My publisher sent me the UPS tracking number on Tuesday. My books were shipped to the client for an event next week. This morning I decided to see where in-transit the books are.

My house. In CT.

I am in Florida. My client is in Florida. The books are supposed to be on the way to Florida. the event is next week.

PANIC!

Okay, be honest, would you be panicking? Would you be thinking about what needs to be done? Would you be thinking about how to fix this or getting aggravated and frustrated? Would you be pointing blame or correcting a mistake? Would you be asking yourself why people can’t follow simple instructions?

 

Left a voice mail and an email for the publisher to get in touch with me ASAP. Called the house sitter and my neighbor to orchestrate a “Miracle on Rich’s Street”

10 minutes and 4 questions to a happier workplace?

We’re all on information overload. We have the attention spans of cauliflower. We’ve got no time for deep conversation. We can’t sit through dinner or a movie without feeling the need to check-in, tweet or update a status rather than conversing with people or watching a story develop. This was confirmed as I watched Valentine’s Day couples last night at dinner.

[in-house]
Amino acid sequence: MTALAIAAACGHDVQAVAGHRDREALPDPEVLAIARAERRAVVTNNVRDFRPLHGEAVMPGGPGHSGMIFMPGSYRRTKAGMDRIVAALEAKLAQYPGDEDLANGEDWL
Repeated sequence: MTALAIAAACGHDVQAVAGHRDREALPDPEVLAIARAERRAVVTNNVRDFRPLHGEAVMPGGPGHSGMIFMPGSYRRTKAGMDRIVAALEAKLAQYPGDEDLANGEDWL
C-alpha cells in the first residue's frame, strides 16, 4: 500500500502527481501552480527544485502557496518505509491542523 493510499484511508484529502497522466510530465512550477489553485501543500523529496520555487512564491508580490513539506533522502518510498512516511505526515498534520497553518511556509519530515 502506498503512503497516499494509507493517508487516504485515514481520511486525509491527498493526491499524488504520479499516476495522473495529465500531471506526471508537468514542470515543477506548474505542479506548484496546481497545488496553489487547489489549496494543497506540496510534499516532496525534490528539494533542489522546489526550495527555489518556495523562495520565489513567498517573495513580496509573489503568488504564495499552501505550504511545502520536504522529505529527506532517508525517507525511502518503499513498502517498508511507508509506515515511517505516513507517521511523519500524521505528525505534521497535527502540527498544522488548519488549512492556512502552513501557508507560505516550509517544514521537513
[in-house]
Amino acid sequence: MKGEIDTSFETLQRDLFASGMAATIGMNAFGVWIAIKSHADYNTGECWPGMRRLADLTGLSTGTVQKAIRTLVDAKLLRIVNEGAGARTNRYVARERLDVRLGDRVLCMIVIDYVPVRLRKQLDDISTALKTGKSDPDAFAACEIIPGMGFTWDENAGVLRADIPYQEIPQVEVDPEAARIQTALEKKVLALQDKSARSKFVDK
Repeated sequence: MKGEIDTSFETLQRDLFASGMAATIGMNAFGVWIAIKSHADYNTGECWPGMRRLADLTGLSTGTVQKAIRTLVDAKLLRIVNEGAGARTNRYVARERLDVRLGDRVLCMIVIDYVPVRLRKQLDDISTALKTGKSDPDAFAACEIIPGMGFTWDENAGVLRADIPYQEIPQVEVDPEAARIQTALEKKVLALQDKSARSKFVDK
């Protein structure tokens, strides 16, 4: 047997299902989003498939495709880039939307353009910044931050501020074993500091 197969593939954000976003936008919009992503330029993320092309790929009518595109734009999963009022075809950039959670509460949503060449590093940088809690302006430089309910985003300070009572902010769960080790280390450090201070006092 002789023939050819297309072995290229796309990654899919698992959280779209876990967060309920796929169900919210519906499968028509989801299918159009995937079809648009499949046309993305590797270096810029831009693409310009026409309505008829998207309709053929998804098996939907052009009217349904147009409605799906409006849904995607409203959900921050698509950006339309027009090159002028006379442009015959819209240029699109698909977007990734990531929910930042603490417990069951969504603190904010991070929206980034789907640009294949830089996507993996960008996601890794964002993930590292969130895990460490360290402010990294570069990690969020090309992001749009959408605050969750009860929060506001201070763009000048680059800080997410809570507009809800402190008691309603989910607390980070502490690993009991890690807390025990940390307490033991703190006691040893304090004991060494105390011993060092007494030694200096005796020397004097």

All of the above is why I wrote Diary of the Happiest Employee On Earth in the format which it was written. 52 short entries, or as I like to call them….Provoking Thoughts, to get you talking and thinking. The process to read an entry and have a quick discussion on how to apply the idea to your workplace shouldn’t take more than 10 minutes. 10 minutes. That’s 10 minutes as a meeting opener. 10 minutes as a quick Recess in the afternoon. 10 minutes at any point in the day when you think the team needs a quick recharge.

Will it disrupt their workday? Remember the status update thingy? They’re already disrupted.

Have you got 10 minutes to develop happy employees, to promote great interactions with customers or to build team and camaraderie? Have you got time to answer 4 simple questions? Sure you do. Try it with a few sample entries you can find on my homepage. And if the answer is no I better get working on Tweets of the Happiest Employee on Earth.

Hmm…………………

Let your customers pave the way to a happier employee experience

When making an appointment with a doctor I try to get the 1st appointment in the morning or after lunch. You know why.

Today, before a long few weeks of travel, the only option I had was a 12:00 slot. I was promptly taken to the exam room. About an hour later the doctor came in.